- The Washington Times - Sunday, May 27, 2001

A childs thirst for knowledge can be quenched with one stop on the mighty information superhighway. The Learning Network has teamed up with Information Please (the almanac experts) to create an outstanding educational resource that combines a mad scientist´s passion for wisdom with a cartoonist´s eye for fun.

Fact Monster

Site address: www.factmonster.com


FactMonster.com was created by the editors at Information Please and is part of the Learning Network (www.learningnetwork.com), located in Boston.

Information Please (www.infoplease.com), founded as an NBC radio quiz show in 1938, started publishing the well-known Information Please Almanacs in 1947. They have been on the Web since 1998.

Creator quotable:

"From our years creating content for both adults and kids, we understood the needs for access to dictionary, almanac, encyclopedia, news and atlas content and realized the interest kids have in a one-stop, comprehensive resource," says Elizabeth Buckley Kubik, senior vice president at Learning Network.

"We are committed to offering information that is authoritative and facts that can be trusted. Plus, the site offers students and browsers alike original articles, games, quizzes, polls and daily features such as a word quiz and 'Today in History,´ so curious kids can explore more than homework facts and have some fun."

Word from the Webwise:

From the bizarre in 1981 a man in a bathtub was hurled almost a mile by a devastating tornado in Emberson, Texas to the fascinating the Bureau of Engraving and Printing produces 38 million monetary notes a day with a face value of approximately $541 million Fact Monster immerses visitors in a world of information.

Using colorful pages, photographs, illustrations and distinct icons, the site gives 8- to 14-year-olds a well-respected resource designed to make research fun through easy-to-understand text, games and trivia.

A front page leads the inquisitive on an adventure through the sections "World & News," "U.S.," "People," "Word Wise," "Math," "Science," "Sports," "Cool Stuff," "Games and Quizzes" and "Homework Center."

Each area provides a search option, content culled from almanacs, special features filled with original articles, and a place to challenge the brain.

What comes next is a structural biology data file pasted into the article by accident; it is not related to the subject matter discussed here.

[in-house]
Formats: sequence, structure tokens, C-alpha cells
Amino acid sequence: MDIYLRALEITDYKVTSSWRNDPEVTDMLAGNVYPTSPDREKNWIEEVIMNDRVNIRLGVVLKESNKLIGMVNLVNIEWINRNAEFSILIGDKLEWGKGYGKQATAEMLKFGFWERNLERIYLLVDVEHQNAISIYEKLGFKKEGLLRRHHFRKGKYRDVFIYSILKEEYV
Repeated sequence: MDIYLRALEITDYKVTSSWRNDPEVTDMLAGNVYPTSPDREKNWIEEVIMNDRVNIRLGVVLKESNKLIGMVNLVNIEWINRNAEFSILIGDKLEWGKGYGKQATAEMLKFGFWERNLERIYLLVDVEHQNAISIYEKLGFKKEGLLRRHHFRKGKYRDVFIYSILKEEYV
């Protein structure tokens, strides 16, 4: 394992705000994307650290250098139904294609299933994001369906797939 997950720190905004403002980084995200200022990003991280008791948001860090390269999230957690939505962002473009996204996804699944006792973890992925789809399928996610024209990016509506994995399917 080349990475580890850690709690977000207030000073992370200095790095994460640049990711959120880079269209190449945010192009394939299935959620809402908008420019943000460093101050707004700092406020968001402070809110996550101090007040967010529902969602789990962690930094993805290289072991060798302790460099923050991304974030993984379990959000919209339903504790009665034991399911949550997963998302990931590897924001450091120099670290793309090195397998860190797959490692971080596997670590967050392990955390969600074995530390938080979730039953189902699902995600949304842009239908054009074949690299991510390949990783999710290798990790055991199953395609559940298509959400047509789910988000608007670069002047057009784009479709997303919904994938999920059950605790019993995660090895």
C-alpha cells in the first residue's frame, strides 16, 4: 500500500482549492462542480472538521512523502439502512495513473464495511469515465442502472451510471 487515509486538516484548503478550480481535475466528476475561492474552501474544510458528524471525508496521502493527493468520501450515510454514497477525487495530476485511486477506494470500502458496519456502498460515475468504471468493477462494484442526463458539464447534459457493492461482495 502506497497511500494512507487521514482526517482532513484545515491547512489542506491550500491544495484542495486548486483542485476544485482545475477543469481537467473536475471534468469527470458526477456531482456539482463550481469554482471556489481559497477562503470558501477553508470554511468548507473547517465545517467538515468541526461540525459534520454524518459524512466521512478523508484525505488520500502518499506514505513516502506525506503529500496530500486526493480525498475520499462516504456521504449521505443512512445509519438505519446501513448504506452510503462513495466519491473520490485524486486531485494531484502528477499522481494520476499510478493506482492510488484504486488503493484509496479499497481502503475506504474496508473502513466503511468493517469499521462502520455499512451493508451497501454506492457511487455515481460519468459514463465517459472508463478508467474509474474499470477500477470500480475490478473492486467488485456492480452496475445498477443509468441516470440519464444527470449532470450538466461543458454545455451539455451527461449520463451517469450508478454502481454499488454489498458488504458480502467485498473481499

For example, children stopping by the "Science" section can reach a quick primer on the environment, animals, weather, astronomy, the body, computers and general topics such as roundups of recent discoveries, scientific classifications and the entire table of chemical elements.

The "More Features" area currently includes a page on sharks, cool science projects, panda babies, penguin sweaters and an online guide to dinosaurs, including the newest discoveries, a look at Tyrannosaurus Sue (who resides in Chicago´s Field Museum of Natural History), a review of the great brontosaurus hoax, myths about the extinct beasts and a species breakdown.

Many of the articles are peppered with linked words that take the student to even more interesting areas. In the sharks article, a paragraph on the "bump and bite" attack (when the shark circles its victim and bumps into him or her before attacking) mentions a plane crash that links to a list of serious aircraft disasters since 1921.

"Science" also has two question-based games, Space Hopper (about constellations) and Proton Dan (focusing on the periodic table of the elements), in addition to quizzes on disasters and dinosaurs.

Ease of use:

Fact Monster uses a combination of a search engine, menus and page navigation lists to let visitors know where they are in the site.

The site is updated continuously with such nuggets as "Today in History," "Today´s Birthday," "Word Quiz," "Weather Fact" and "Analogy of the Day." Additionally, spotlight articles, quizzes, polls and news from "Time for Kids"

Don´t miss:

Visitors should stop by the "Games & Quizzes" section to find more than 50 challenges ranging from a Pokemon crossword puzzle to a multiple-choice Harry Potter brain teaser. I really enjoyed the Math Baseball game (courtesy of FunBrain.com), which has players get hits and score runs by solving addition, multiplication, subtraction and division problems.

Family activity:

Children who see their parents´ old lava lamp might wonder how this miraculous melding of art and science has been accomplished. Fact Monster not only explains the theory behind the strange light source, but also offers directions on how to build one. With some common household items vegetable oil, water, food coloring, glitter and a small glass jar with a tight lid junior can relive mom and dad´s past.

Cyber-sitter synopsis:

Overall, Fact Monster presents a great resource that will keep students excited about the world around them for many hours. Parents should be aware that the site links to outside sources, so they might want to sit down with their children to monitor surfing habits.

Overall grade: A

Remember: The information on the Internet is constantly changing. Please verify the advice on the sites before you act to be sure it´s accurate and updated. Health sites, for example, should be discussed with your own physician. Have a cool site for the family? Write to Joseph Szadkowski at Webwise, The Washington Times, 3600 New York Ave. NE, Washington, D.C. 20002; call 202/636-3016; or send an e-mail message ([email protected]).

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